|Publication number||US6896264 B1|
|Application number||US 10/650,161|
|Publication date||May 24, 2005|
|Filing date||Aug 27, 2003|
|Priority date||Aug 27, 2003|
|Publication number||10650161, 650161, US 6896264 B1, US 6896264B1, US-B1-6896264, US6896264 B1, US6896264B1|
|Inventors||Jose Cherem Haber|
|Original Assignee||Jose Cherem Haber|
|Export Citation||BiBTeX, EndNote, RefMan|
|Patent Citations (10), Non-Patent Citations (1), Referenced by (33), Classifications (9), Legal Events (6)|
|External Links: USPTO, USPTO Assignment, Espacenet|
The embodiments of the present invention relate to a method of playing a dice wagering game.
As legalized gaming continues to burgeon around the world, particularly in the. United States, the need for new games of chance likewise proliferates. Indeed, creative minds are utilizing a great deal of energy to develop new wagering games conducive to a casino environment. Unfortunately, to date, a vast majority of the new games have not found their way onto casino floors. The reasons for such failures typically relate to common wagering game shortcomings.
The common shortcomings include, slow pace of play, complex rules, poor player odds and, in some cases, the lack of a significant jackpot or large payout opportunity. Focusing on table games, one discovers that casinos throughout the United States offer a limited choice of the same table games. The limited game choices comprise Blackjack, Craps, Roulette, Carribean StudŽ Poker, Let it RideŽ, Three Card Poker, Pai Gow Poker, Casino War, Baccarat and others. In addition, many casinos offer variations of the aforementioned games. Even with the limited number of existing table games and ever-increasing pool of new games, casinos have been slow to integrate new table games. As mentioned above, one reason for the slowness has been the lack of viable new table games. A second reason is the increased popularity of electronic wagering games. Based on the popularity of electronic gaming machines, casinos have apportioned a higher percentage of their floor space for electronic gaming machines (naturally less floor space is then apportioned for table games). Of course, in almost all cases, table games can be implemented in an electronic version as well. Thus, a viable table game can also provide a complimentary electronic gaming machine embodiment.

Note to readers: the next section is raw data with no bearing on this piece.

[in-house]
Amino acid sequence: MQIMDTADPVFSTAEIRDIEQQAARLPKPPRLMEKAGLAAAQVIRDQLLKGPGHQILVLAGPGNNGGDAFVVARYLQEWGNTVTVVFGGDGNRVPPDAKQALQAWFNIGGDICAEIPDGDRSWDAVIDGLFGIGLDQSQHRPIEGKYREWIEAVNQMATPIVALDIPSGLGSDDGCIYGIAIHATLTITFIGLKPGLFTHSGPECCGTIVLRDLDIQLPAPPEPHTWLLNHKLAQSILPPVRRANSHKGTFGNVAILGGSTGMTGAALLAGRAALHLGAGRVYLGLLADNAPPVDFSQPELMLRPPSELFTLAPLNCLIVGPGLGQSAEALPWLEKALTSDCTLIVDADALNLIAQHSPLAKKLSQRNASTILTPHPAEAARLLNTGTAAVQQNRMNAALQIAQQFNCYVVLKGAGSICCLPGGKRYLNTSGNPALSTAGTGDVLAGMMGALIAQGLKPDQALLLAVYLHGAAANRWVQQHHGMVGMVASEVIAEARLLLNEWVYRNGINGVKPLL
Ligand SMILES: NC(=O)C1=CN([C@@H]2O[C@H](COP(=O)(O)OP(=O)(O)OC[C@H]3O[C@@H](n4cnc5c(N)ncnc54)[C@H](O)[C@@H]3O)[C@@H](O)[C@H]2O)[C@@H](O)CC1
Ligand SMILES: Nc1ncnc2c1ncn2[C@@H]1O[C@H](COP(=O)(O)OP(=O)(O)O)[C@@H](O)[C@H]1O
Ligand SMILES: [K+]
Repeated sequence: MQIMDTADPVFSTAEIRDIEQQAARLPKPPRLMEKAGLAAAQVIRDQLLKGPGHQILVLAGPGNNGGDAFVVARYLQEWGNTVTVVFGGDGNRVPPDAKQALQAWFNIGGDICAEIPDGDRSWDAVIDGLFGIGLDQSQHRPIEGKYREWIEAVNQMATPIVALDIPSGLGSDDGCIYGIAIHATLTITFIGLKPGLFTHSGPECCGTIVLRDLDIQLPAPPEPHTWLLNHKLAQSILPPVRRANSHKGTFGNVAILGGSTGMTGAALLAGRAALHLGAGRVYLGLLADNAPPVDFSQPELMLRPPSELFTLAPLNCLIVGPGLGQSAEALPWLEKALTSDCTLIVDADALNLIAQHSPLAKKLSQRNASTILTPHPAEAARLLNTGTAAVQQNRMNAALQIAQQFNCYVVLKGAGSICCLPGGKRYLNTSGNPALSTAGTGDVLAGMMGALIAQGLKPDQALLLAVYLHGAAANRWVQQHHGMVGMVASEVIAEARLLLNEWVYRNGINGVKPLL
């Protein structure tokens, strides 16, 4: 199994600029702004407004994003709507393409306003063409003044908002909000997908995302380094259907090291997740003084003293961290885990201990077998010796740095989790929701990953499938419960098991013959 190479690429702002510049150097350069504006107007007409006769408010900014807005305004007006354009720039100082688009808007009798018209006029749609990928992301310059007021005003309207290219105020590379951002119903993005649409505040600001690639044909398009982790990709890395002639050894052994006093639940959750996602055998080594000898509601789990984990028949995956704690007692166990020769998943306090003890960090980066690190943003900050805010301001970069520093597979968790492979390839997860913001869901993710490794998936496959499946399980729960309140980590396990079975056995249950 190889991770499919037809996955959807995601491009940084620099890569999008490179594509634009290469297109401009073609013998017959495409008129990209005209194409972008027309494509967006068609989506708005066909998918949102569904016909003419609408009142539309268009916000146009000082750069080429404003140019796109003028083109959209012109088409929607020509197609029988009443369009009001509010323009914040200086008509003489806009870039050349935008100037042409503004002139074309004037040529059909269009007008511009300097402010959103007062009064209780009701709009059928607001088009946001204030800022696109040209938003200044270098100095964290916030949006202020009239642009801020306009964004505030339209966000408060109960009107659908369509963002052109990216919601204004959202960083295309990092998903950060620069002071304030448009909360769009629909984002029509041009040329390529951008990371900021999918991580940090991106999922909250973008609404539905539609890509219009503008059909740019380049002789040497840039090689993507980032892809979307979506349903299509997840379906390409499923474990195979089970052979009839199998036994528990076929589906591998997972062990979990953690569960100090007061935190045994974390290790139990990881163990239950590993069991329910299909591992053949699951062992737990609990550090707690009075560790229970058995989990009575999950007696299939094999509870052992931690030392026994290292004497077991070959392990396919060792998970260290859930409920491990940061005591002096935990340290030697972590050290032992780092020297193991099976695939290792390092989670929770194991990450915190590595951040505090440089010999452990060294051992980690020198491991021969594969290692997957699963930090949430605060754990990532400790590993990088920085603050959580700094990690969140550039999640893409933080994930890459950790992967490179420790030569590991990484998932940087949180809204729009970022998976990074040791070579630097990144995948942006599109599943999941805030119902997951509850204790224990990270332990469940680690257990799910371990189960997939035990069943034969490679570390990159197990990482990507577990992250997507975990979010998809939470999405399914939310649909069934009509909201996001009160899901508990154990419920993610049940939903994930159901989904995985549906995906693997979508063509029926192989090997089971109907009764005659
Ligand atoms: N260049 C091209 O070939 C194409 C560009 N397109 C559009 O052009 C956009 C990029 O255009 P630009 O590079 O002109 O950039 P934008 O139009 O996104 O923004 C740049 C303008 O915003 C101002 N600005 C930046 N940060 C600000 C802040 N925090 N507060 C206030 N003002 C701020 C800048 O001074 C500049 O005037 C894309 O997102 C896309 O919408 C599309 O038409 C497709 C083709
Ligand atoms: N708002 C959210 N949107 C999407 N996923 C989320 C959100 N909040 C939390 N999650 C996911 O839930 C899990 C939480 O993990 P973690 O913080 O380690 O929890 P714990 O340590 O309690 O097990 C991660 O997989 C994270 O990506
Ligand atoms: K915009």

Obviously, to be successful new table games must avoid the shortcomings set forth above. Moreover, the games must be exciting to play, have simple rules and provide reasonable player odds. It is also beneficial for the games to use common gaming props (e.g., playing cards or dice) and to provide a jackpot or large payout opportunity. In addition, casinos desire new table games which allow their existing tables to be utilized thereby decreasing the costs to the casinos. For example, if a new card game layout can be accommodated by an existing Blackjack table, it is more attractive to the casino.
Thus, there continues to be a need for new wagering games exhibiting the aforementioned characteristics which are implementable in both a live embodiment and electronic gaming machine embodiment.